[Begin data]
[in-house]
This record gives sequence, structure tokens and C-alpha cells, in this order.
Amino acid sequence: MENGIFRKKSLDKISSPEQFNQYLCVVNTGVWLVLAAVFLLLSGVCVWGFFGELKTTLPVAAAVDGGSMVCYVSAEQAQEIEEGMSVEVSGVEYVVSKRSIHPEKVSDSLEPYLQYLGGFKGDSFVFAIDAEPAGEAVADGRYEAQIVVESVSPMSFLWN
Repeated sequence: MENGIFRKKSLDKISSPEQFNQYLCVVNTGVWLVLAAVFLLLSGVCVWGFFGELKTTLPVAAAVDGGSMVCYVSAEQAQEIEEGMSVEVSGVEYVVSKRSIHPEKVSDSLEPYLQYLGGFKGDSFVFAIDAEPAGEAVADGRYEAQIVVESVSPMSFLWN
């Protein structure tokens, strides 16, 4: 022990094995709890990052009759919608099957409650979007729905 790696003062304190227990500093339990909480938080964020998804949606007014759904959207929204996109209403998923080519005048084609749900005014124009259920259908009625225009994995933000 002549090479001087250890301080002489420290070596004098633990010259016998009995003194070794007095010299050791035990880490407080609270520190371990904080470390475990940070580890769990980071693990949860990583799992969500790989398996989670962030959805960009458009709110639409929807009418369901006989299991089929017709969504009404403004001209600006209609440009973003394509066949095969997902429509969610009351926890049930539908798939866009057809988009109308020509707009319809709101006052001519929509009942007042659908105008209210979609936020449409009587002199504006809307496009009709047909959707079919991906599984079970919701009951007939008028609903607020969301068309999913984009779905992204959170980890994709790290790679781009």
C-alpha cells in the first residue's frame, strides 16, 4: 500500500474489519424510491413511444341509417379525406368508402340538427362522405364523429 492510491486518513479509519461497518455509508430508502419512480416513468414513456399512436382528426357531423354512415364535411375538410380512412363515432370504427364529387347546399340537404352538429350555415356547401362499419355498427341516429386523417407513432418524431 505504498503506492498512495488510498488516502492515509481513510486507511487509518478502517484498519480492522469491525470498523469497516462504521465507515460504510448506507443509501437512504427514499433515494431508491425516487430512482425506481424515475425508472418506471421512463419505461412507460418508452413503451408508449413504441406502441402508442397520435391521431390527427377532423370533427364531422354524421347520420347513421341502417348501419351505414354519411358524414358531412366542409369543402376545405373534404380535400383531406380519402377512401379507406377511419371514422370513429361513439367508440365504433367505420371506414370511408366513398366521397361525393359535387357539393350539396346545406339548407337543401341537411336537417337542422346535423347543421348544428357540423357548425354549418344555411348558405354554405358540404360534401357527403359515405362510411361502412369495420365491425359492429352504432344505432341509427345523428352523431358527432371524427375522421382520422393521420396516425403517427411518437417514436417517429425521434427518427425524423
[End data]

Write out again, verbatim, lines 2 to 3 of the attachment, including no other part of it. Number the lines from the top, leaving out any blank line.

This record gives sequence, structure tokens and C-alpha cells, in this order.
Amino acid sequence: MENGIFRKKSLDKISSPEQFNQYLCVVNTGVWLVLAAVFLLLSGVCVWGFFGELKTTLPVAAAVDGGSMVCYVSAEQAQEIEEGMSVEVSGVEYVVSKRSIHPEKVSDSLEPYLQYLGGFKGDSFVFAIDAEPAGEAVADGRYEAQIVVESVSPMSFLWN